By Greg Colvin
Among those who feel the only way to overcome the Citizens United decision, which opened the door to unlimited corporate spending on elections, is to amend the U.S. Constitution, the question on everyone's mind is: "So what's the language?"
I offered a version of my own, the Citizens Election Amendment, posted three months ago at this site. It got a pretty good response (over 400 people "liked" it on Facebook) and last week I was in Washington, DC, talking to several members of Congress about it.
The main approach I take is to build upon the individual citizen's constitutional RIGHT TO VOTE (a right that Americans have shed blood and died for), protecting and expanding it to give citizen human beings the right to be the sole source of funding for election campaigns.
I feel obliged, though, to try to compare several alternative versions that have been offered. Drafting the language is a difficult challenge. There are problems of purpose, scope, clarity, and unintended consequences—not to mention acceptance by two-thirds of both Houses of Congress, three-quarters of the state legislatures, and the American people.
Here are the five options I've looked at, in addition to my own. My analysis is summarized in chart form at the bottom of this post, titled "Comparing Draft Constitutional Amendments after Citizens United" (problematic elements highlighted in yellow).
- Rep. Donna Edwards, introduced in January, 2010, found here.
- Sen. Max Baucus, introduced in July, 2010, found here.
- Rep. Marcy Kaptur, introduced in January, 2011, here. This is similar to, but shorter than, a version introduced in 2010 by Senators Dodd and Udall.
- A version from Jeff Milchen and David Cobb, from Thom Hartmann's book excerpt "Wal-Mart Is Not a Person," found here. Milchen and Cobb are associated with MoveToAmend.org, which is going through a broad democratic process before presenting an official version.
- From Free Speech for People, two versions (A and B), found here. See FreeSpeechforPeople.org.
The proposed amendments basically fall into two categories, with differing purpose and scope:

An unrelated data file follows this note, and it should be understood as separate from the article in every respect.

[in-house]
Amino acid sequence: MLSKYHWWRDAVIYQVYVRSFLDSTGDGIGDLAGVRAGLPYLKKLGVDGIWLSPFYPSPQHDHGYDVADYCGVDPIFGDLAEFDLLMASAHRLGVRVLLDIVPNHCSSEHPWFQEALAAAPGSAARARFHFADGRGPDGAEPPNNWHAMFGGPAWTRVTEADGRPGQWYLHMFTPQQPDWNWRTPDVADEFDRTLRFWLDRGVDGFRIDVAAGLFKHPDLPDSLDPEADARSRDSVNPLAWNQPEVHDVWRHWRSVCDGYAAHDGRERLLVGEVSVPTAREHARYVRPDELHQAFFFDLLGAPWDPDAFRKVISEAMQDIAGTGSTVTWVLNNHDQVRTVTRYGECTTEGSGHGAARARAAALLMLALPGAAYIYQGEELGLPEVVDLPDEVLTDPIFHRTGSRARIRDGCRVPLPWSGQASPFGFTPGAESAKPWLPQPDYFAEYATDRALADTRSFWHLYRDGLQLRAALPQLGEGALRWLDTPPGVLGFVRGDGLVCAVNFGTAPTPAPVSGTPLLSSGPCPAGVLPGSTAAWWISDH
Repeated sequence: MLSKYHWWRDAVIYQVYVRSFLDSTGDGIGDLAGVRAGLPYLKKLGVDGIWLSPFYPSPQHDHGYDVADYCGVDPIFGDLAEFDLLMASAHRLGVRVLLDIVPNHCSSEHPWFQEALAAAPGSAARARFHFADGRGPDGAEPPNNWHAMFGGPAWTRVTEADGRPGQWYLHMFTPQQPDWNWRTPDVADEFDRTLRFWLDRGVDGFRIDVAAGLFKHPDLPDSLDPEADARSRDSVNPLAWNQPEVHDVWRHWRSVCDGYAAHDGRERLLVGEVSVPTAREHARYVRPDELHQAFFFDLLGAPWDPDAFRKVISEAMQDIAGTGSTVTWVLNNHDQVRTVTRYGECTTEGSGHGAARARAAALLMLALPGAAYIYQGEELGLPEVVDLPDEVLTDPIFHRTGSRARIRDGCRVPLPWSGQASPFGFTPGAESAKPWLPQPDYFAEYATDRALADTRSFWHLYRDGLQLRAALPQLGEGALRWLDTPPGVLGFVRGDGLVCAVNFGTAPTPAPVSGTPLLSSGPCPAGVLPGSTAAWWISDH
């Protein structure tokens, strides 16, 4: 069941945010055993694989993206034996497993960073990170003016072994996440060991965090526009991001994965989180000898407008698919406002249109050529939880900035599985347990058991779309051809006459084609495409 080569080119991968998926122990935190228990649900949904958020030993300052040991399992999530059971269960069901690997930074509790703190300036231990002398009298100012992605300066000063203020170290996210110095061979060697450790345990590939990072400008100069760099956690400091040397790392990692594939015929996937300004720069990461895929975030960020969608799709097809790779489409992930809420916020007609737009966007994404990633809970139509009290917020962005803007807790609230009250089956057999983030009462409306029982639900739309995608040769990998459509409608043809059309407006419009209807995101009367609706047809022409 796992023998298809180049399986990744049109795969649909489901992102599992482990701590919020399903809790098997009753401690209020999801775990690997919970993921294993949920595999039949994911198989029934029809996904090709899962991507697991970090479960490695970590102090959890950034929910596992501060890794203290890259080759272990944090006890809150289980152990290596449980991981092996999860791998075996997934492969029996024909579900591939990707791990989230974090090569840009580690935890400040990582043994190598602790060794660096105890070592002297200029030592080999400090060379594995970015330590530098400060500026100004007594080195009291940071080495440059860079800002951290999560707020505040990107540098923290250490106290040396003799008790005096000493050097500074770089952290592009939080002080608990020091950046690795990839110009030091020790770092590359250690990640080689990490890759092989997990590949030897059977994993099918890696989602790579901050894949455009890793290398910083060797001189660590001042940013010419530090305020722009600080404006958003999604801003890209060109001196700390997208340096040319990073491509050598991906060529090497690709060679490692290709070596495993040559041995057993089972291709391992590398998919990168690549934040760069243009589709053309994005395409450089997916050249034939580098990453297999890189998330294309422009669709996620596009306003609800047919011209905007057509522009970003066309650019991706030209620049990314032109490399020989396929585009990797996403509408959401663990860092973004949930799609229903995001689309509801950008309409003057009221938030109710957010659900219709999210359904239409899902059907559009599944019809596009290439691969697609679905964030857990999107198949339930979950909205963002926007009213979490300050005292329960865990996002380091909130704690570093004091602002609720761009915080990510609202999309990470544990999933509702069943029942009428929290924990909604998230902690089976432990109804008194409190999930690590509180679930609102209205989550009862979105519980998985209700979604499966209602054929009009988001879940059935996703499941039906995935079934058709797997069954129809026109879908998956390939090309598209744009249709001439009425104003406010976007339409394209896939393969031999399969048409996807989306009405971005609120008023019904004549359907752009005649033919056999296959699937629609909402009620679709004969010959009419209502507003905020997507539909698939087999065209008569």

- Fix Campaign Finance (Edwards, Baucus, Kaptur, Colvin)
- Abolish Corporate Personhood (Milchen/Cobb, Free Speech for People)
The amendments introduced by Edwards, Baucus, and Kaptur have no automatic impact on the financing of American elections; they simply authorize Congress and the States to pass campaign finance laws without fear that the U.S. Supreme Court will strike them down as unconstitutional. This is a moderate approach, aiming to revive the reform legislation passed during the forty years before Citizens United.
The earliest version, from Donna Edwards, authorizes regulation of "expenditure of funds for political speech by any corporation, limited liability company, or other corporate entity." No definition of "political speech" is provided. Further, only corporate entities and LLCs are covered, leaving unions, banks, trusts, coops, unincorporated associations and other legal entities unregulated.
The Baucus version addresses only corporations and labor organizations, leaving LLCs and all the other forms of legal entities untouched.
The Kaptur amendment, like the Dodd/Udall version from 2010, authorizes Congress and the States to set limits on the amount of contributions accepted by, and the amount of expenditures made by, in support of, or in opposition to, a candidate. This has the advantage of covering all players: corporations, unions, LLCs, any other kind of legal entity, and wealthy individuals.